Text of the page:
KARACHI – As poor dollar inflows continue to haunt the economic managers, the country’s current account deficit swelled to $ 3.77 billion or 1.7 percent of the Gross Domestic Product (GDP) during the first 11 months of outgoing FY12.
The economic observers foresee Islamabad opting for a fresh bailout package of International Monetary Fund (IMF) as the country’s external account continues to stay in the red zone partly because of marginal foreign aid and investment, huge debt servicing, a negative trade balance and the resultant heavy export payments. According to central bank, during July-May FY12 Pakistan’s current account gap surged to $ 3.77 billion against a negligible deficit of $ 79 million the country faced in the corresponding period of FY11.
With the Pak rupee currently staggering at its lowest level of Rs 96 against the greenback, this manageable deficit, as the economic mangers claim, is primarily attributable to a massive 44 percent increase in the trade deficit. The State Bank reported that the review period saw the trade balance widening by $ 4.258 billion to $ 13.880 billion against $ 9.622 billion of last year. While the volume of exports remained almost the same at $ 22.643 billion against FY11’s $ 22.696 billion, the imports would cost the country $ 36.523 billion compared to last year’s $ 32.318 billion. Foreign disbursements of loan and financial aid remained poor and stood at $ 1.699 billion against $ 1.745 billion the country had received in July-May FY11.
The disbursements made were of long term nature of which $ 1.619 billion came under the head of project loans and $ 80 million as a program loans. In same months last year, the program loans in Pakistan had attracted $ 958 million.
The foreign investment stands to be another sad story as the SBP data show that during the period under review foreign investment in the country nosedived by 62.5 percent or over $ 1.113 billion to an alarming level of $ 678.9 million against $ 1.810 billion the troubled country had received in FY11. The Foreign Portfolio Investment at the country’s equity market contracted by 109.5 percent or $ 402.8 million to $ 35 million against 367.9 million of last fiscal year.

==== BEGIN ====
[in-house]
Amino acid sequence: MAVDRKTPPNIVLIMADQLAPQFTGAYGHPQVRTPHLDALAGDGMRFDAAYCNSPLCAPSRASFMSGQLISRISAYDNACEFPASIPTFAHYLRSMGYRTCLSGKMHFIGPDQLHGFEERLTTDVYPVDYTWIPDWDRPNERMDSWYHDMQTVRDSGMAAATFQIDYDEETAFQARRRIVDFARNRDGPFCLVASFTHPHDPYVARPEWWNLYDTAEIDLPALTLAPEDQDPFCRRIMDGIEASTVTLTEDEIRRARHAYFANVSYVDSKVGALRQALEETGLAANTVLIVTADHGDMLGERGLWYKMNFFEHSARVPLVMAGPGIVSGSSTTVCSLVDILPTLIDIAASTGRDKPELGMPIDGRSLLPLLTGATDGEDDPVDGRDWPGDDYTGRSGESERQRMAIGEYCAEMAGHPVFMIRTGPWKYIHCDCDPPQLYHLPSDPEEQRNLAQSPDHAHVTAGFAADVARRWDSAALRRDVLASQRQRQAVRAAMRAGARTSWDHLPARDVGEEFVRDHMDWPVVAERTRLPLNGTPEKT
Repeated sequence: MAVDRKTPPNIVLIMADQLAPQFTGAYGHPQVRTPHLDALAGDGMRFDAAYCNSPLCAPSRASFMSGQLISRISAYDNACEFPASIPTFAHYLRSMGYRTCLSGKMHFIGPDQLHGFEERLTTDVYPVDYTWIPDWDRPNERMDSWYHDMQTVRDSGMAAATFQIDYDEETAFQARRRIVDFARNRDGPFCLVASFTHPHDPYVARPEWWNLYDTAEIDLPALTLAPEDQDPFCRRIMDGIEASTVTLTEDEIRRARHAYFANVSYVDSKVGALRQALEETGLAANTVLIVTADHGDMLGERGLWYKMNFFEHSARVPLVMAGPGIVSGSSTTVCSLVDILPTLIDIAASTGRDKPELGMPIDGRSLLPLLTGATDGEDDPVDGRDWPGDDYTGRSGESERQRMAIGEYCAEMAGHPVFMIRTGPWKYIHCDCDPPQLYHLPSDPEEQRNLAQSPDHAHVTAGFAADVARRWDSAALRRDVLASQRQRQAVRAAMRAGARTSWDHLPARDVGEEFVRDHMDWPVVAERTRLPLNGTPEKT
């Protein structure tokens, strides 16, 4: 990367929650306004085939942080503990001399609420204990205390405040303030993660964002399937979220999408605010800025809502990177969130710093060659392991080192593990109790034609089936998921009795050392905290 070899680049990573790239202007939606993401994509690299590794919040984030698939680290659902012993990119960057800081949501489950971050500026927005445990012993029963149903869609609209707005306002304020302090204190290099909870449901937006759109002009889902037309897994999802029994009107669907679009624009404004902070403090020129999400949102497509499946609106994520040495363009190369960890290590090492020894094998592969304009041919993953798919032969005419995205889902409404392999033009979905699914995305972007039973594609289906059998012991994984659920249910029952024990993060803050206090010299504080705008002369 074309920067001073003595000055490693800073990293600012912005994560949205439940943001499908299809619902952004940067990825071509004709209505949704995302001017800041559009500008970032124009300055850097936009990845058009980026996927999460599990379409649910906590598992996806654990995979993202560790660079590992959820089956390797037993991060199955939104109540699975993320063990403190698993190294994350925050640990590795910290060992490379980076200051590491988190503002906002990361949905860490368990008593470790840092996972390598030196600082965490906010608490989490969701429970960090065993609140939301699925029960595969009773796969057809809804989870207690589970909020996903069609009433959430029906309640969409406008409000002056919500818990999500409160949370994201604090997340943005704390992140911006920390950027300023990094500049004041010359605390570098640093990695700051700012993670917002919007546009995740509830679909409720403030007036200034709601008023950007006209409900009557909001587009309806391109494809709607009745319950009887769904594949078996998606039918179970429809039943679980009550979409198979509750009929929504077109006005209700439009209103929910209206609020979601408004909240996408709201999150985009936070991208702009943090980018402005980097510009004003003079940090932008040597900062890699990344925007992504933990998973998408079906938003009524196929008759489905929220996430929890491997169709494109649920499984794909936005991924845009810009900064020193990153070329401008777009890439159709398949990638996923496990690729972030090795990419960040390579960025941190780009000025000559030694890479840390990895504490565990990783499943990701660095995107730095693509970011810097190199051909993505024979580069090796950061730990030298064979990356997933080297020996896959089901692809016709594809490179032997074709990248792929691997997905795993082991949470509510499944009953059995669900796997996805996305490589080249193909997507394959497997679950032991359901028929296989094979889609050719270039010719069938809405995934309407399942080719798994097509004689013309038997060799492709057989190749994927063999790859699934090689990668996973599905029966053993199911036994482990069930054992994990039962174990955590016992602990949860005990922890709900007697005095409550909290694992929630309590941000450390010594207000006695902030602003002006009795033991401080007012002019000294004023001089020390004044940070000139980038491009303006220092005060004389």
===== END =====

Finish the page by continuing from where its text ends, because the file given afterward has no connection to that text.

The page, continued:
While the Foreign Direct Investment shrank to $ 756.4 million compared to $ 1.463 billion of FY11, marking a sharp decrease of 48.3 percent. The repayment of external loans, which have accumulated to $ 62 billion, is another major drain on the cash-strapped country’s depleting dollar reserves. According to central bank, during the current fiscal year, up to May 18, the dollar-hungry country had repaid around $ 2.53 billion to external debtors including the IMF.
Of the total, $ 809 million were paid in two different installments to the Fund under the 2008’s $ 11.3 billion but half-paid Stand-By Arrangement (SBA).
However, despite a massive pressure on the country currency and the economy, the economic mangers are taking some comfort from the fact that Pakistan’s foreign exchange reserves were being supported by some multilateral inflows and a record increase in worker remittances. While the multilateral inflows, received by the country last month, amounted to $94 million, the remittances sent back home by Pakistanis working abroad are peaking to a historic level. The State Bank figures show that during July-MayFY12 the country received $ 12.069 billion against $ 10.096 billion of last year. The government expects the remittances to cross the record $ 13 billion by the end of June 30, 2012.
The economic observers believe that during FY12 the current account deficit would set in the range of $ 4 billion to $ 4.5 billion. In percentage terms these estimates account for 1.6 to 1.8 percent of the GDP. The financing of such a huge deficit, the analysts believe, would remain a major challenge for the resource-constrained government, especially while the foreign investment was meager. An under-pressure external account coupled with domestic reasons like an increased demand for the greenback from Hajj pilgrims etc, would keep the Pak rupee under pressure, viewed the analysts. However, they see some respite coming from a possible dip in international oil prices and materialization of the Coalition Support Fund as Washington and Islamabad are still committed to remain engaged on the table. “Re-entry into IMF program to avert external account crisis,” is the option widely being foreseen by the analysts in the current scenario.-Pakistantoday